It was supposed to be a discussion about Bradley Manning, on the RT news network. But when it was time for openly gay American journalist James Kirchick to speak, he pulled out his rainbow suspenders and went on an epic tirade against Russia's new anti-gay law. RT is a Russian state sponsored news network, or as Kirchick called it, "a Kremlin funded propaganda network." One of the most astonishing parts of this incident? The show allowed it to go on for more than two minutes. Check out Anderson's conversation with James Kirchick.
John King takes a closer look at Kirchick appearance on RT:
The number of anti-gay attacks in Russia is on the rise. Those speaking out for gay rights are being routinely beaten as police look on - sometimes by the police themselves. Now Russia's leaders claim a new law is not targeting gays. But people around the world find it so discriminatory, there is talk of boycotting the 2014 Olympic Games in Sochi. CNN's Phil Black has the latest from Moscow.
Greg Louganis suffered through two Olympic boycotts during his career as an Olympic diver. There is talk of a new boycott over a law targeting gays in Russia. But Louganis explains to Anderson why he does not want to see that happen during the 2014 Winter Games in Sochi and what he does want to see instead.
While some debate whether an Olympic boycott is an appropriate response to the wave of anti-gay violence in Russia, some say that does not go far enough. Former White House senior adviser Richard Socarides compared what is going on ahead of the Sochi games to the 1936 Berlin Olympics. Anderson spoke with with Socarides about what should happen next.
Four simple words tweeted in support of Jason Collins, an NBA player who came out, and a church changed their mind about inviting former NFL player LeRoy Butler to speak to the children in the congregation about bullying.
Congrats to Jason Collins
Congrats to Jason Collins
— leroy butler (@leap36) April 29, 2013
Butler said he was "a little shocked" when the church first brought up the tweet and expressed concern that he was going to talk about gay people with the kids, which he never intended to do. "I speak all the time ... I tell my story. Single parent home; African American; from the projects; going to Florida State and playing for the Green Bay Packers for 12 years."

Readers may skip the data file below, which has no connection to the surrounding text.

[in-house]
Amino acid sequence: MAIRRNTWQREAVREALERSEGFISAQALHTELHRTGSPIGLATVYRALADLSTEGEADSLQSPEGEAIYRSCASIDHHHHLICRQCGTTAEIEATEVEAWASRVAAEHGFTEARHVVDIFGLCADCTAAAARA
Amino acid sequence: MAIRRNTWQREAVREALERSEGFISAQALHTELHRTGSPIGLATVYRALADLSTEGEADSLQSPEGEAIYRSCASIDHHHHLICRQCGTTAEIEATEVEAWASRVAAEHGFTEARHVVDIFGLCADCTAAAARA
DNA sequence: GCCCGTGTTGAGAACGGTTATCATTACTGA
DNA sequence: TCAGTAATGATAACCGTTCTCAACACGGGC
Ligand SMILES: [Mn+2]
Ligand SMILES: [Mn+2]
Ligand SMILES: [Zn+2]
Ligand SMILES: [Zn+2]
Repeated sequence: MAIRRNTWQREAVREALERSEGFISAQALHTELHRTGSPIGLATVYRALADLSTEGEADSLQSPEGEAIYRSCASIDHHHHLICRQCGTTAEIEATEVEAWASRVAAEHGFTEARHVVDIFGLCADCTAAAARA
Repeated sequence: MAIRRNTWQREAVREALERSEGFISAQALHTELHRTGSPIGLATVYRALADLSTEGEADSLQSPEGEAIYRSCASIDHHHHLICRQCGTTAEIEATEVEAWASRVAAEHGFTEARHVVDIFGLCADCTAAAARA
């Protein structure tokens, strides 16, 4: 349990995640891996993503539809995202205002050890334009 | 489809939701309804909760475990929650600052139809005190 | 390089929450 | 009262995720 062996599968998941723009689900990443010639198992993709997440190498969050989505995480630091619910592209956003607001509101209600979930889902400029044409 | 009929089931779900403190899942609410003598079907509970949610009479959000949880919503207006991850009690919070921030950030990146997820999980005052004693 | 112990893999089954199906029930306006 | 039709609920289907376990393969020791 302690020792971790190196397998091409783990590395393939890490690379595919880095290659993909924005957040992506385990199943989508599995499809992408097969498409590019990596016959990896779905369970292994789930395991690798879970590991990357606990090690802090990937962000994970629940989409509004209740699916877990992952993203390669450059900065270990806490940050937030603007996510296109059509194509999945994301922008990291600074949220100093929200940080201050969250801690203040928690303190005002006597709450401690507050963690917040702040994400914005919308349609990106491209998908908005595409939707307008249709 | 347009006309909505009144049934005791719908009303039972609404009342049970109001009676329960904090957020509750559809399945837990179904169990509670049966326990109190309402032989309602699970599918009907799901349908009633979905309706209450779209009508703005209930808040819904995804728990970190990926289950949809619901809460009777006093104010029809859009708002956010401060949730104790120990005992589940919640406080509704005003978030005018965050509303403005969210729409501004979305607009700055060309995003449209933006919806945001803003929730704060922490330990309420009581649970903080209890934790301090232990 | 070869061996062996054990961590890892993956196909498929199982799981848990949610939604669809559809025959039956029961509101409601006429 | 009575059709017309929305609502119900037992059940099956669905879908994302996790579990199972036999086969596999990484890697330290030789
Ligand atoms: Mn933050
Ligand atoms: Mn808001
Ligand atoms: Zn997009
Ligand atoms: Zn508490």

Anderson Cooper, Eva Longoria, Christiane Amanpour, Jeffrey Toobin and Amy Holmes talk about private lives exposed and the price of fame. And Anderson shares his personal message for NBA player Jason Collins who came out earlier this week.
Tune in tonight at 10 p.m. ET for another special edition of AC360°.
Anderson Cooper talks with LZ Granderson and Professor Boyce Watkins about NBA player Jason Collins coming out and why some people are offended by comparing the Civil Rights Movement to the gay rights movement.
Filmmaker Spike Lee talks with Anderson Cooper about the reaction to NBA player Jason Collins coming out. Lee believes the push for gay rights started with the Civil Rights Movement. He thinks Collins will get respect from the league and set an example for others, but he may not be accepted by everyone in the African American community.
On Monday NBA player Jason Collins became the first openly gay athlete playing for an American pro sports team. The center who played for the Boston Celtics and Washington Wizards last year made the announcement in an essay he wrote for Sports Illustrated. “By its nature, my double life has kept me from getting close to any of my teammates,” wrote Collins.
About two months ago, former professional soccer star Robbie Rogers also revealed a personal secret in a letter he posted online. It began, "For the past 25 year I have been afraid, afraid to show whom I really was because of fear. Fear that judgment and rejection would hold me back from my dreams and aspirations."
In an interview with Anderson Cooper, Rogers talks about the pain of living his life without family, friends and teammates knowing he is gay. He tried to embody the stereotypical macho athlete to avoid raising suspicions. "I went through the motions of having relationships and trying to convince people that I was straight." Even when he considered coming out, he was scared by the anti-gay jokes and slurs he heard in the locker room.
Anderson Cooper goes beyond the headlines to tell stories from many points of view, so you can make up your own mind about the news. Tune in weeknights at 8 and 10 ET on CNN.
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